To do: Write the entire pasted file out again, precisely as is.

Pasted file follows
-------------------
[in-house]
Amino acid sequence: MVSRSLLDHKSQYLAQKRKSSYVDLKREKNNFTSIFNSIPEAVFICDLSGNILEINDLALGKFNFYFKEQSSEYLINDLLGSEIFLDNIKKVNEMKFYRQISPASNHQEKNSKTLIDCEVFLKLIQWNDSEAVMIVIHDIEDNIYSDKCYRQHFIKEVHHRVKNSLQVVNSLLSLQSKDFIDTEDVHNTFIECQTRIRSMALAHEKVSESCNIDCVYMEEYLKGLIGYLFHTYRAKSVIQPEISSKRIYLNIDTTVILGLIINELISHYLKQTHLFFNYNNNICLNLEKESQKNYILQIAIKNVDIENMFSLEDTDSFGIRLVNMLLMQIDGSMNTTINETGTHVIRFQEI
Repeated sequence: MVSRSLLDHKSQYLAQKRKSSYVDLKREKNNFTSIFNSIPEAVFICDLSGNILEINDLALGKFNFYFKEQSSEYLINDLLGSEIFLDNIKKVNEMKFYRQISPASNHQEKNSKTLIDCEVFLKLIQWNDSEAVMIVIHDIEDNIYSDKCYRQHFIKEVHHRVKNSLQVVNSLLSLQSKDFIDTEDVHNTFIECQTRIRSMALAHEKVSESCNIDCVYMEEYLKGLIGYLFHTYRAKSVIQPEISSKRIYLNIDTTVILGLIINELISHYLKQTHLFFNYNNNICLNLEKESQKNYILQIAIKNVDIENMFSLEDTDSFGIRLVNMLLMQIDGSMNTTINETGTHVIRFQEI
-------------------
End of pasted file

[in-house]
Amino acid sequence: MVSRSLLDHKSQYLAQKRKSSYVDLKREKNNFTSIFNSIPEAVFICDLSGNILEINDLALGKFNFYFKEQSSEYLINDLLGSEIFLDNIKKVNEMKFYRQISPASNHQEKNSKTLIDCEVFLKLIQWNDSEAVMIVIHDIEDNIYSDKCYRQHFIKEVHHRVKNSLQVVNSLLSLQSKDFIDTEDVHNTFIECQTRIRSMALAHEKVSESCNIDCVYMEEYLKGLIGYLFHTYRAKSVIQPEISSKRIYLNIDTTVILGLIINELISHYLKQTHLFFNYNNNICLNLEKESQKNYILQIAIKNVDIENMFSLEDTDSFGIRLVNMLLMQIDGSMNTTINETGTHVIRFQEI
Repeated sequence: MVSRSLLDHKSQYLAQKRKSSYVDLKREKNNFTSIFNSIPEAVFICDLSGNILEINDLALGKFNFYFKEQSSEYLINDLLGSEIFLDNIKKVNEMKFYRQISPASNHQEKNSKTLIDCEVFLKLIQWNDSEAVMIVIHDIEDNIYSDKCYRQHFIKEVHHRVKNSLQVVNSLLSLQSKDFIDTEDVHNTFIECQTRIRSMALAHEKVSESCNIDCVYMEEYLKGLIGYLFHTYRAKSVIQPEISSKRIYLNIDTTVILGLIINELISHYLKQTHLFFNYNNNICLNLEKESQKNYILQIAIKNVDIENMFSLEDTDSFGIRLVNMLLMQIDGSMNTTINETGTHVIRFQEI